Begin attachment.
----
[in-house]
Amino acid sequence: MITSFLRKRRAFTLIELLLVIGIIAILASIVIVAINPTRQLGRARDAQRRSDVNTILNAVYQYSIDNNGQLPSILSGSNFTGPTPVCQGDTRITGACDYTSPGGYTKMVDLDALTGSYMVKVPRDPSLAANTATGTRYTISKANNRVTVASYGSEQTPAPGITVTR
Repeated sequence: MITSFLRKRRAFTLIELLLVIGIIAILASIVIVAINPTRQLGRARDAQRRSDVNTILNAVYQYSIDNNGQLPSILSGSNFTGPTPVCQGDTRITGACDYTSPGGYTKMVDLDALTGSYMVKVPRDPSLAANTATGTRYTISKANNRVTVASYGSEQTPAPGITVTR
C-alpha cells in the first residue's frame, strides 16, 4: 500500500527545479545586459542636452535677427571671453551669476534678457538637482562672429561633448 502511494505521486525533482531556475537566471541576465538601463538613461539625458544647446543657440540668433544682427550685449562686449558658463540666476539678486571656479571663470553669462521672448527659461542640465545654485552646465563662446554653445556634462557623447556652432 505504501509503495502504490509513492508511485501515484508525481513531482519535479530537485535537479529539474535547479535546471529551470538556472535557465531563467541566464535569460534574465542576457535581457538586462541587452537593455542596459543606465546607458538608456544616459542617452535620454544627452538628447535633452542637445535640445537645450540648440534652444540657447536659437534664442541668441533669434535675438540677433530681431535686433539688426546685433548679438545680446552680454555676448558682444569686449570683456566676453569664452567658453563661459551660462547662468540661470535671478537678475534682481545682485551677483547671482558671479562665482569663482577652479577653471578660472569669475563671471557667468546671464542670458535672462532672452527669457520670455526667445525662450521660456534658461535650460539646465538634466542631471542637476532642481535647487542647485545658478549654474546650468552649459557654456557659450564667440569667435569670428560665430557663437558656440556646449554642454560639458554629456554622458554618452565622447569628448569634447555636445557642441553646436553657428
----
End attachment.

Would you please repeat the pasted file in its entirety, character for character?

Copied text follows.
[in-house]
Amino acid sequence: MITSFLRKRRAFTLIELLLVIGIIAILASIVIVAINPTRQLGRARDAQRRSDVNTILNAVYQYSIDNNGQLPSILSGSNFTGPTPVCQGDTRITGACDYTSPGGYTKMVDLDALTGSYMVKVPRDPSLAANTATGTRYTISKANNRVTVASYGSEQTPAPGITVTR
Repeated sequence: MITSFLRKRRAFTLIELLLVIGIIAILASIVIVAINPTRQLGRARDAQRRSDVNTILNAVYQYSIDNNGQLPSILSGSNFTGPTPVCQGDTRITGACDYTSPGGYTKMVDLDALTGSYMVKVPRDPSLAANTATGTRYTISKANNRVTVASYGSEQTPAPGITVTR
C-alpha cells in the first residue's frame, strides 16, 4: 500500500527545479545586459542636452535677427571671453551669476534678457538637482562672429561633448 502511494505521486525533482531556475537566471541576465538601463538613461539625458544647446543657440540668433544682427550685449562686449558658463540666476539678486571656479571663470553669462521672448527659461542640465545654485552646465563662446554653445556634462557623447556652432 505504501509503495502504490509513492508511485501515484508525481513531482519535479530537485535537479529539474535547479535546471529551470538556472535557465531563467541566464535569460534574465542576457535581457538586462541587452537593455542596459543606465546607458538608456544616459542617452535620454544627452538628447535633452542637445535640445537645450540648440534652444540657447536659437534664442541668441533669434535675438540677433530681431535686433539688426546685433548679438545680446552680454555676448558682444569686449570683456566676453569664452567658453563661459551660462547662468540661470535671478537678475534682481545682485551677483547671482558671479562665482569663482577652479577653471578660472569669475563671471557667468546671464542670458535672462532672452527669457520670455526667445525662450521660456534658461535650460539646465538634466542631471542637476532642481535647487542647485545658478549654474546650468552649459557654456557659450564667440569667435569670428560665430557663437558656440556646449554642454560639458554629456554622458554618452565622447569628448569634447555636445557642441553646436553657428